Use this URL to cite or link to this record in EThOS: https://ethos.bl.uk/OrderDetails.do?uin=uk.bl.ethos.320756
Title: Temne divination : the management of secrecy and revelation
Author: Shaw, Rosalind
ISNI:       0000 0001 3401 4935
Awarding Body: SOAS University of London
Current Institution: SOAS, University of London
Date of Award: 1982
Availability of Full Text:
Access from EThOS:
Full text unavailable from EThOS. Please try the link below.
Access from Institution:
Abstract:
Divination is approached as a means of defining and redefining people, events and cosmological beliefs through the management of agreement. Historically, the introduction of Islam and the assimilation of Manding and Fula 'strangers' into influential positions among the Temne was facilitated by Muslim diviners and charm-makers. In Temne thought, power and truth come primarily from outside the social realm and are channelled and controlled through the selective use of secrecy. Distinctions between the principal social categories, especially those of men and women, are also maintained through areas of secrecy. However, since secrecy can also conceal dangerous forces, particularly those of witchcraft and adultery, it is regarded as a potential threat as well as a necessity. Divination brings the hidden into the open, but the amount that it reveals is determined by two factors. Firstly, the numerous methods of divination used by the Temne are divided into those which are private, semi-private and public, the majority being private. Secondly, divinatory speech varies in its degree of specificity; in private divination diviners use restricted codes, while in public divination they use elaborated codes. Being mainly private, divination is regarded with considerable suspicion as well as respect. Diviners are very ambivalent figures, admired for their vision, power and access to 'truth', but suspected of using this power for destructive purposes through witchcraft and the use of bad medicine. Women form the majority of diviners' clients and are themselves regarded with ambivalence by men, who see them as necessary and valuable, particularly as childbearers, but also as potentially destructive through their possible adultery. Men say that women are excessively secretive, but women regard their secrecy positively and see it as essential for their protection. Diviners diagnose problems in terms of breaches in relations between people and between people and spirits or ancestors. By controlling what is revealed and what remains concealed, divination is able to either maintain or threaten the secrecy marking the division between men and women and between other social and cosmological categories, thus managing the definition of 'reality' in particular situations.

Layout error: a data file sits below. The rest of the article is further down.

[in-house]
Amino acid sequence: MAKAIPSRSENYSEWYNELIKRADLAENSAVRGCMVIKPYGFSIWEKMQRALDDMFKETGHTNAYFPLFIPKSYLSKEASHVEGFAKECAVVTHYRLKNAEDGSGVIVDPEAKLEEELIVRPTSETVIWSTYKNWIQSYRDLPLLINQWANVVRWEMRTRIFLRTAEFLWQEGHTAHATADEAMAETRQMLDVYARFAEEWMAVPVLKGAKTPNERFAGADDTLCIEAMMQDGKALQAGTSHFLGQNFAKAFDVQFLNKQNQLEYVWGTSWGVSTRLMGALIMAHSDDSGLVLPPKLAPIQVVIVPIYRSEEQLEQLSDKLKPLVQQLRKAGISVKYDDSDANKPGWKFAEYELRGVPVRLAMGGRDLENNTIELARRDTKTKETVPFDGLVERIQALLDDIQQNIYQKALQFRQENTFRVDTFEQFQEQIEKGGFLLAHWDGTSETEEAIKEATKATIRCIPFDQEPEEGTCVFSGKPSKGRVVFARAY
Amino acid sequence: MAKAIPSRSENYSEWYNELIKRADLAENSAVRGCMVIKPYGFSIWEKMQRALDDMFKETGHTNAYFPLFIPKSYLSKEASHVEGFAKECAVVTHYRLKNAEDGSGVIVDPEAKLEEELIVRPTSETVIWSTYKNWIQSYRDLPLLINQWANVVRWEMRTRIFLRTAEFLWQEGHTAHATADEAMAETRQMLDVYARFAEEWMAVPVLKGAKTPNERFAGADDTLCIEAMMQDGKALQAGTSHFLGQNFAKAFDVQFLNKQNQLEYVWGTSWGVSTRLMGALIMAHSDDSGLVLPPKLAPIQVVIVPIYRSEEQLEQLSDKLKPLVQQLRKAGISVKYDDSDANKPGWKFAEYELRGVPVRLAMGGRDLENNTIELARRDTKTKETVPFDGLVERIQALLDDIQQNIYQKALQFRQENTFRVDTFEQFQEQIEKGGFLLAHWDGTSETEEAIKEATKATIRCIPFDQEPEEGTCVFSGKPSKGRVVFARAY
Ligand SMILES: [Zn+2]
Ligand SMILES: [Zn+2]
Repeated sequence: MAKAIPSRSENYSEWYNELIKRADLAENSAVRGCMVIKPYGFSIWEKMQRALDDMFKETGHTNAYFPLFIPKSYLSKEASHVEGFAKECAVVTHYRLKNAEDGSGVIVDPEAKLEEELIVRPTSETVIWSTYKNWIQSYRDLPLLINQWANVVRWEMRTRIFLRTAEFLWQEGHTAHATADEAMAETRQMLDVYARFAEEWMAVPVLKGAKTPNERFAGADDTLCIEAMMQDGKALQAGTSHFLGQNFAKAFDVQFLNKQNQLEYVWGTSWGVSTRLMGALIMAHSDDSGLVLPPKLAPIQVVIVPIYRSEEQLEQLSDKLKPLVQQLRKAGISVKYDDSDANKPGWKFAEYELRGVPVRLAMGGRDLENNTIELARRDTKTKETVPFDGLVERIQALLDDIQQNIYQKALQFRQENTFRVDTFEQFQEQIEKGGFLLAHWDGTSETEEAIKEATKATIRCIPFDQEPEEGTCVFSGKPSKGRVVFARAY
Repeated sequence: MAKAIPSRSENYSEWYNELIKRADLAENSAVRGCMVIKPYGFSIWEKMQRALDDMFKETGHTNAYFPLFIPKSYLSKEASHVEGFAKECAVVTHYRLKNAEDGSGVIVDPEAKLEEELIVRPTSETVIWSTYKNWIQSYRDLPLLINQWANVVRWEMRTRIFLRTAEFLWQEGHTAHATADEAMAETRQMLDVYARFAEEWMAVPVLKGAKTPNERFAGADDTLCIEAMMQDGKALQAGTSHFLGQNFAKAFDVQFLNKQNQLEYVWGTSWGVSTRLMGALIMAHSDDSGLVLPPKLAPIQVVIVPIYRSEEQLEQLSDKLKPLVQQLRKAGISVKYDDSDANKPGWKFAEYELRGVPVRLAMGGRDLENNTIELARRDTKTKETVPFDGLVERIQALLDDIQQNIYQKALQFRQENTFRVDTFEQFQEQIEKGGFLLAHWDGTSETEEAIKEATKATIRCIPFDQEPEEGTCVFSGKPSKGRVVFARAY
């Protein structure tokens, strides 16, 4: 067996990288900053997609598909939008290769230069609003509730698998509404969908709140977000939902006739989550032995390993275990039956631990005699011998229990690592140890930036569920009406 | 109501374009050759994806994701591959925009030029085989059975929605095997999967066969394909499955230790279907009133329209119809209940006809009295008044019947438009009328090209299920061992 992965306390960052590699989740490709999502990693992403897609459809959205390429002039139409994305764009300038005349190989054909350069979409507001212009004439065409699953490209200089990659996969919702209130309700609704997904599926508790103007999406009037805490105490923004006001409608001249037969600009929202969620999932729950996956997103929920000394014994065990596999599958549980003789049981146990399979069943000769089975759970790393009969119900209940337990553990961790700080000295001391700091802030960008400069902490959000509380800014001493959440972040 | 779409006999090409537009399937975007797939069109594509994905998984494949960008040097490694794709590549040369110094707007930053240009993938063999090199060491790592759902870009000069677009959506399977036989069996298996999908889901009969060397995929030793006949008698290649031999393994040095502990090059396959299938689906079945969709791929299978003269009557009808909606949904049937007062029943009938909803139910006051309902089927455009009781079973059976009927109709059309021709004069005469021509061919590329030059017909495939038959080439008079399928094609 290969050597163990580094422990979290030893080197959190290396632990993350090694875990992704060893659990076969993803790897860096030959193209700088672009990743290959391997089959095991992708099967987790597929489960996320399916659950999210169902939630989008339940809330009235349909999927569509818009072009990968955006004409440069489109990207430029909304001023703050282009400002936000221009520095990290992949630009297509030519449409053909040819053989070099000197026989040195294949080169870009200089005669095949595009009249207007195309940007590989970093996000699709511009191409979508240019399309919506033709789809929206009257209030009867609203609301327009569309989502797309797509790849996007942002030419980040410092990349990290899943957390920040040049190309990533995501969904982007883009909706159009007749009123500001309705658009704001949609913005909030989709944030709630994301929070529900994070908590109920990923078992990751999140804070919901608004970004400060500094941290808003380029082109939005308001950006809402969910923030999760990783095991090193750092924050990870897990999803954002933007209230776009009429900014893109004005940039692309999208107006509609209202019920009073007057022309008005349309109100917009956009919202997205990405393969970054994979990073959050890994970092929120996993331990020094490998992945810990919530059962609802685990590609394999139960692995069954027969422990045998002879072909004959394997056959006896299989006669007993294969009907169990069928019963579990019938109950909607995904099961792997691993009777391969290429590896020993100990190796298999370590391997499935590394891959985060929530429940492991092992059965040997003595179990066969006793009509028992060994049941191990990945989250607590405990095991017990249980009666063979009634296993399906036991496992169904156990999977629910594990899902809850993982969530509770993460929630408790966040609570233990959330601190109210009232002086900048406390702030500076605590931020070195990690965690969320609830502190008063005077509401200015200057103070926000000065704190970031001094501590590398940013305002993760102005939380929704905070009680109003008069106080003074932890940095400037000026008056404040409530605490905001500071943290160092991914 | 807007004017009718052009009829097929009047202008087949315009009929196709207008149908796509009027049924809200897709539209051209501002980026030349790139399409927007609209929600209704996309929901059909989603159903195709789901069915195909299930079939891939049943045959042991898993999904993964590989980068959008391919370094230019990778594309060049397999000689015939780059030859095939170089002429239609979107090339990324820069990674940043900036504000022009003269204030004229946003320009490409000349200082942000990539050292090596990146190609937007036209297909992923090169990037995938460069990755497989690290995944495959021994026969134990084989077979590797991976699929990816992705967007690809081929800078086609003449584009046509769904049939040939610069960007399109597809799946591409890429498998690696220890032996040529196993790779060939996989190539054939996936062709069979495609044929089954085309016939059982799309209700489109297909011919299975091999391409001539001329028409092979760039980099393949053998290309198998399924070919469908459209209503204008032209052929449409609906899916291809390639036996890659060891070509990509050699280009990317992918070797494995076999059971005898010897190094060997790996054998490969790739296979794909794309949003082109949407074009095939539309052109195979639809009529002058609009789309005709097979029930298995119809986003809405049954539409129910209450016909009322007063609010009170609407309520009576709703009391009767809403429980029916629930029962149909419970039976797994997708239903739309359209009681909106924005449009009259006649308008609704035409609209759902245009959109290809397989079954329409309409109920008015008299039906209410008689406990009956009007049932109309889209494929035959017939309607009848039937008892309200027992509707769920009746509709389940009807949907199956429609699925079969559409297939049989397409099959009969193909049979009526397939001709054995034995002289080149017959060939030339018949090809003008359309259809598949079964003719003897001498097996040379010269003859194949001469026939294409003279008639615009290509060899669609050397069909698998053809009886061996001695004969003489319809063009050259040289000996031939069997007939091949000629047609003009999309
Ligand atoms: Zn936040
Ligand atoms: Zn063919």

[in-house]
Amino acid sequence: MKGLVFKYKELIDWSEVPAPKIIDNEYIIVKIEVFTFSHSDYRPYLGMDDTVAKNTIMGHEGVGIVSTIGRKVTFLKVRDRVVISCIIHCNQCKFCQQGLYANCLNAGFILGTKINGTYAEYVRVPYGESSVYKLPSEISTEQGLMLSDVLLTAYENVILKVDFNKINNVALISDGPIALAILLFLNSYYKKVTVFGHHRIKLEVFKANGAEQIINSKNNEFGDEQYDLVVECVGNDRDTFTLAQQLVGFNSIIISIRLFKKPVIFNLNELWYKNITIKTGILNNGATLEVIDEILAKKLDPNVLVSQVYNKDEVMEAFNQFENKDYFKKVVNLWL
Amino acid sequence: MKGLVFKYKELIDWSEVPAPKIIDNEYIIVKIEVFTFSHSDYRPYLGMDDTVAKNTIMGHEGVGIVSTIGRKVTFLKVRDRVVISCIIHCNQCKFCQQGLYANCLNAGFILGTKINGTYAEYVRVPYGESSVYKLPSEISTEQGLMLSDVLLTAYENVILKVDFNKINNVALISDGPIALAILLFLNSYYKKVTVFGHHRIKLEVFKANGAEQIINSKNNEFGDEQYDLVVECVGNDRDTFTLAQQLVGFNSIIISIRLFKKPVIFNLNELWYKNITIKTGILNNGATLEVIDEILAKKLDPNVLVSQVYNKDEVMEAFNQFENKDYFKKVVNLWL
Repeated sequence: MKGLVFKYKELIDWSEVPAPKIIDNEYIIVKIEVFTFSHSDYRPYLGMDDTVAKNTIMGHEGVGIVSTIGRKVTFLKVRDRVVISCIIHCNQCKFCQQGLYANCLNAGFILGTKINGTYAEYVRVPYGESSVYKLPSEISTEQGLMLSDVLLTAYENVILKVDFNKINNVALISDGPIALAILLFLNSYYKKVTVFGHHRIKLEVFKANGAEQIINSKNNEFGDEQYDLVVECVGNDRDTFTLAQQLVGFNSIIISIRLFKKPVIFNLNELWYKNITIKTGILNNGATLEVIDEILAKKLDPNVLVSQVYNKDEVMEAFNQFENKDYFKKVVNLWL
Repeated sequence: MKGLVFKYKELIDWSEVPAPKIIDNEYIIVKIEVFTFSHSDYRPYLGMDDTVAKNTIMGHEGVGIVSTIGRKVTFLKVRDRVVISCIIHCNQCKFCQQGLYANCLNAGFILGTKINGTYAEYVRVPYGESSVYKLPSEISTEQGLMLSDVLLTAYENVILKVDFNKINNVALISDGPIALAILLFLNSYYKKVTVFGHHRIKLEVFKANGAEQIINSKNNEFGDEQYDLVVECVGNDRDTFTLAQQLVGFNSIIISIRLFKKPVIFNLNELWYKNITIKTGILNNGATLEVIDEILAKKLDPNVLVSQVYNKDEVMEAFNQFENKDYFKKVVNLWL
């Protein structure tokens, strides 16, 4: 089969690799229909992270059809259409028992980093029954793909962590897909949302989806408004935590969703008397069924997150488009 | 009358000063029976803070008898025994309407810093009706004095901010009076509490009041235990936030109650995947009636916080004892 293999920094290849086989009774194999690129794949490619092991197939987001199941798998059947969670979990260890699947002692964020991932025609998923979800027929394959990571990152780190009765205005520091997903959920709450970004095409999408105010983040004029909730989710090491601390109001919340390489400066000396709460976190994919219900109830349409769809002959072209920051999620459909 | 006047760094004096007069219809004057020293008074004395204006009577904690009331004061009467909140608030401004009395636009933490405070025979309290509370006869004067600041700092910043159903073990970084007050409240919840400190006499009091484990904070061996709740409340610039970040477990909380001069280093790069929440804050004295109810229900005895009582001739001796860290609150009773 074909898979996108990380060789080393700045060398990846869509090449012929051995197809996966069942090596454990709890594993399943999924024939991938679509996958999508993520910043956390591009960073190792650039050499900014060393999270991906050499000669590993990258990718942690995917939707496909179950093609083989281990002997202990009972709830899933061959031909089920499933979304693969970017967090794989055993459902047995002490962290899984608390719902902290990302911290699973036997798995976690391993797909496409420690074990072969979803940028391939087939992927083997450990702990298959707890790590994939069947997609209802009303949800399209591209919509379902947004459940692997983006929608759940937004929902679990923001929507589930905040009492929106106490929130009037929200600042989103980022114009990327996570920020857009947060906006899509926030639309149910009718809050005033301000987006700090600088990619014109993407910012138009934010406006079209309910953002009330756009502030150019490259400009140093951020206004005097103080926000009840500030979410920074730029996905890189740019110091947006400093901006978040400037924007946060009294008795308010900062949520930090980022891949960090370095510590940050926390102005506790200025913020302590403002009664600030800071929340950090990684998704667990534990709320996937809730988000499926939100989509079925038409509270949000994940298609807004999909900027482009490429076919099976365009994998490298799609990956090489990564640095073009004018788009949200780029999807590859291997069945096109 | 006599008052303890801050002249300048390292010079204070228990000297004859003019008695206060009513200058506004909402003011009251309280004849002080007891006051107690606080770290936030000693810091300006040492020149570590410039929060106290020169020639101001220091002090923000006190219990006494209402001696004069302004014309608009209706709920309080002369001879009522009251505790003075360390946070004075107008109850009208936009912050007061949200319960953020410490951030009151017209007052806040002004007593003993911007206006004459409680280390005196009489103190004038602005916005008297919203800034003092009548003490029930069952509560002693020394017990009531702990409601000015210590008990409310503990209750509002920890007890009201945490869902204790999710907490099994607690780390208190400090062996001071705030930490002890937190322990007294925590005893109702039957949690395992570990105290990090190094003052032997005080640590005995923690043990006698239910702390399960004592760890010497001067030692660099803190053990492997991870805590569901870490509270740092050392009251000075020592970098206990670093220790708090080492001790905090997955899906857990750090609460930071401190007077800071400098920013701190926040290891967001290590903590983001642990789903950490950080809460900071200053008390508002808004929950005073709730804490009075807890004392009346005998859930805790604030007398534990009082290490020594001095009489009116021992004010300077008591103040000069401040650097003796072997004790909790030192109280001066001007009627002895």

Supervisor: Not available Sponsor: Not available
Qualification Name: Thesis (Ph.D.) Qualification Level: Doctoral
EThOS ID: uk.bl.ethos.320756  DOI: Not available
Keywords: Witchcraft
Share: